Malan Breton autumn/winter 2018 collection catwalk show for LFW
Featuring an unforgettably theatrical (albeit bizarre) finale and heightened infusions of mythologies, Malan Breton’s autumn/wwinter 2018 collection was not for the faint of heart, and it revelled in its edginess.
Inspired by everything from Chinese astrology to the Four Horsemen of the Apocalypse, there was nothing minimal about the collection. Structured jackets clung to models like armour, making movement wooden and slowed. Of course, the exaggerated shoulder pads, as well as adding height, emphasised the drama of these pieces.
Meanwhile, a series of lavish oriental-print dresses and suits in royal blue, golds and reds radiated in their sheer decadence. The fabrics were quite clearly chinoiserie-inspired; silk organza, tulle, brocade, and reimagined kimono fabrics. A cobalt blue suit with a kimono-style robe jacket and matching trousers came in his-and-hers styles, and were worn on models who walked arm in arm down the catwalk. Antique Asian techniques of weaving, embroidery and dyeing were all a part of the design process: a testament of Breton’s authenticity and craftsmanship – which is somewhat astonishing knowing that the designer is self-taught.
The flashy casinos of Macau and vibrant nights of Shanghai were also reminisced through a stunning strapless scarlet dress heavily fringed with what looked like confetti, and a sheer gown with red fringing draping from the sleeves and sequins forming an intricate web which wrapped around the body.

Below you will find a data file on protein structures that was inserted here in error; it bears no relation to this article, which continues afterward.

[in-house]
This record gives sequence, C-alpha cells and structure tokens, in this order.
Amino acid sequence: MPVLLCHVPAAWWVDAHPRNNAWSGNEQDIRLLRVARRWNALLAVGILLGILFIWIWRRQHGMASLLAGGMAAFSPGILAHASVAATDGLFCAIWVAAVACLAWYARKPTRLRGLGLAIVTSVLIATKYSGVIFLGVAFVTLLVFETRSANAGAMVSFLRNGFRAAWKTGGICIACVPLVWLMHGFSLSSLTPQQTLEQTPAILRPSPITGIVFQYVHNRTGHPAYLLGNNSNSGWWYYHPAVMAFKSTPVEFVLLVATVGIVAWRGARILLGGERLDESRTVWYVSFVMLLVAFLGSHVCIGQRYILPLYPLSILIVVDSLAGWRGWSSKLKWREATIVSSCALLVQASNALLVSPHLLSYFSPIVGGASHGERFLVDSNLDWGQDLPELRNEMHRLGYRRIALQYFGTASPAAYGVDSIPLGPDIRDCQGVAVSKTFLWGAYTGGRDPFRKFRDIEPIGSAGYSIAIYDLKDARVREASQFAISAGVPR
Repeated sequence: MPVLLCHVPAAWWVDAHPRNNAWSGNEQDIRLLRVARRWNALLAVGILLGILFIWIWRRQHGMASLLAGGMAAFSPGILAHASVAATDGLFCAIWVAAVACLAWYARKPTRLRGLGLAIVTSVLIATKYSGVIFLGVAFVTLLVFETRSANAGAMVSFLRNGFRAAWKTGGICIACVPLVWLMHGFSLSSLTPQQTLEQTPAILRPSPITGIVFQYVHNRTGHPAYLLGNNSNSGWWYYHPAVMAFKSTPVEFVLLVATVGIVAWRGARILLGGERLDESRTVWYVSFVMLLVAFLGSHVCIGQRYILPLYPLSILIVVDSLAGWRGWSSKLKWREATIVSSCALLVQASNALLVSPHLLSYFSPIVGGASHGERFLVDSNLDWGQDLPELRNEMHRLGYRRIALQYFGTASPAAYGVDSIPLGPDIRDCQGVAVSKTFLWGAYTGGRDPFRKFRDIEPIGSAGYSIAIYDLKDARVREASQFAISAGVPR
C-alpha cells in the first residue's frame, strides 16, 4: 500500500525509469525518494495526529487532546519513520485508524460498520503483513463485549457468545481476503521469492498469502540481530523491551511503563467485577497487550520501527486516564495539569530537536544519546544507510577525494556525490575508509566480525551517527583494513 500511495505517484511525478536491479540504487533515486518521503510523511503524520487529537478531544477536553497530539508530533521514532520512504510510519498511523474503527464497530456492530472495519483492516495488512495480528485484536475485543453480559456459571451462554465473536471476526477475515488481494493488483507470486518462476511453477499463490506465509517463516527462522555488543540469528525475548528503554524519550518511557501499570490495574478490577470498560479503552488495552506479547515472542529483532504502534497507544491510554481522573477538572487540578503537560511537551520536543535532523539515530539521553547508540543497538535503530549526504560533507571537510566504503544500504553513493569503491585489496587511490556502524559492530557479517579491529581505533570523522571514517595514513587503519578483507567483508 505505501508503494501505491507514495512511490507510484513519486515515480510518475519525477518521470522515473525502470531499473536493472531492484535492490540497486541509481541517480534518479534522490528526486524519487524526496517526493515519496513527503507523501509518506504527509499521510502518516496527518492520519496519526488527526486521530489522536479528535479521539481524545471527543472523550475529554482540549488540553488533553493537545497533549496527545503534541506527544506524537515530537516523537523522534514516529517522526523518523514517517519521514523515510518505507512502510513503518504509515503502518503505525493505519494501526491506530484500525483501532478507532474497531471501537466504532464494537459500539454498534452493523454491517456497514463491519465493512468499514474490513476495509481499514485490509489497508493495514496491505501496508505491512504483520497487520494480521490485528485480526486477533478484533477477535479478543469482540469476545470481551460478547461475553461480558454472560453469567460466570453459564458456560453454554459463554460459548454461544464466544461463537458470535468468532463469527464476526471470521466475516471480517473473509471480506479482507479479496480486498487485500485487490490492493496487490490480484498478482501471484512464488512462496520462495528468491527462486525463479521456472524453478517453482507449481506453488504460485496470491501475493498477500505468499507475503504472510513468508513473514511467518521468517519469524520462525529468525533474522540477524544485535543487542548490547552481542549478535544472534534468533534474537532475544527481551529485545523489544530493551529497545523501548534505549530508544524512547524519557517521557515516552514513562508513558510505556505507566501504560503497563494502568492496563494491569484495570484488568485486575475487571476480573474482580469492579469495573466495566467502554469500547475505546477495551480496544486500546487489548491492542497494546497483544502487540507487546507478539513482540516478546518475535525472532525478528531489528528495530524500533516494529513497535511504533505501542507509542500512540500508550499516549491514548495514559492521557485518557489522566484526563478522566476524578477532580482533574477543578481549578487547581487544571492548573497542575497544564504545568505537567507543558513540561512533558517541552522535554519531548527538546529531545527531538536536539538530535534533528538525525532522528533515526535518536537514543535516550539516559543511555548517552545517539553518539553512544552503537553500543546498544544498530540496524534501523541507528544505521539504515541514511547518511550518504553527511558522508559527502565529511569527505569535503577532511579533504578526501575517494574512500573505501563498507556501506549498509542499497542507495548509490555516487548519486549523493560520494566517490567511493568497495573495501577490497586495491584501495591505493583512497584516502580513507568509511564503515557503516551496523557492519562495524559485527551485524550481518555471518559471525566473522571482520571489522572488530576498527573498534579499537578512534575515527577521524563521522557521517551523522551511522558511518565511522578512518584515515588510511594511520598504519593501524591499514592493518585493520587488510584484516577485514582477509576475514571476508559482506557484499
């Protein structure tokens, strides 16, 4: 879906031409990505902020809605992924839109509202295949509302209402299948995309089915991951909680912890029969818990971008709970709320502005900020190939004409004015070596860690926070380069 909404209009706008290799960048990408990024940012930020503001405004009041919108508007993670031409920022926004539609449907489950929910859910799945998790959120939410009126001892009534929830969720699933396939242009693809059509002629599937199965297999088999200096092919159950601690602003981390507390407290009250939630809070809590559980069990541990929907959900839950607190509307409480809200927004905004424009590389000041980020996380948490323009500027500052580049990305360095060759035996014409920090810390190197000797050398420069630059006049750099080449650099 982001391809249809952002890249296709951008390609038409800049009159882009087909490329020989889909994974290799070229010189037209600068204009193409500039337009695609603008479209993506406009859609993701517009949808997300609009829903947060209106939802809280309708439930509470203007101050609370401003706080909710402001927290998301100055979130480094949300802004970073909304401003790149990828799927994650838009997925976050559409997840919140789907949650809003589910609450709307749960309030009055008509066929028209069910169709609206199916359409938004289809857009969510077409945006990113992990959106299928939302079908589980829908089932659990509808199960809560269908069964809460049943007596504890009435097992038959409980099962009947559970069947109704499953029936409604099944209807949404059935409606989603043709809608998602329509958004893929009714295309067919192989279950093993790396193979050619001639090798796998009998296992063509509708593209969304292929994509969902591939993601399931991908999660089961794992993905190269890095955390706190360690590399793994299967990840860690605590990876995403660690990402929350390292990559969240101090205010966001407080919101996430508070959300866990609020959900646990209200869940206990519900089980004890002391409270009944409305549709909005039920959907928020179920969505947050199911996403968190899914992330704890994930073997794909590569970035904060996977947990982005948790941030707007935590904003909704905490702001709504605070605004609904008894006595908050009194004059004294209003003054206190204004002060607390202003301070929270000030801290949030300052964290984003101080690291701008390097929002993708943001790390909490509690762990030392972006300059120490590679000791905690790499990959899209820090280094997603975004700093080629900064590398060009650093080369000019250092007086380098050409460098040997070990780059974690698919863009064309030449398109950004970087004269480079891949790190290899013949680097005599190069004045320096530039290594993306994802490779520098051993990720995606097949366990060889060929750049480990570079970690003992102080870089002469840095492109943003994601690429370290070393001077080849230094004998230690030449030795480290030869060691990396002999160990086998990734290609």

Despite the seemingly delicate glamour of Breton’s oriental creations, there was also Conquest, War, Famine and Death. The elegant was beautifully juxtaposed by the toughness of leather, shearling and tartan. Leather jackets and dresses were heavily studded and were accompanied by dramatic black gloves. Vinyl also made an appearance in a glossy black trench coat, an orange strapless dress with a daring thigh-high split, and a corresponding menswear overcoat.
The unusual combination of the Far East and rock’n’roll/biker chic verged on being campy, but, if anything, it must mean something to get so much public interest that swarming queues delay the show by over half an hour. Already a household name in the US, it won’t be long until Breton becomes one here.
Photos: Huw Jenkins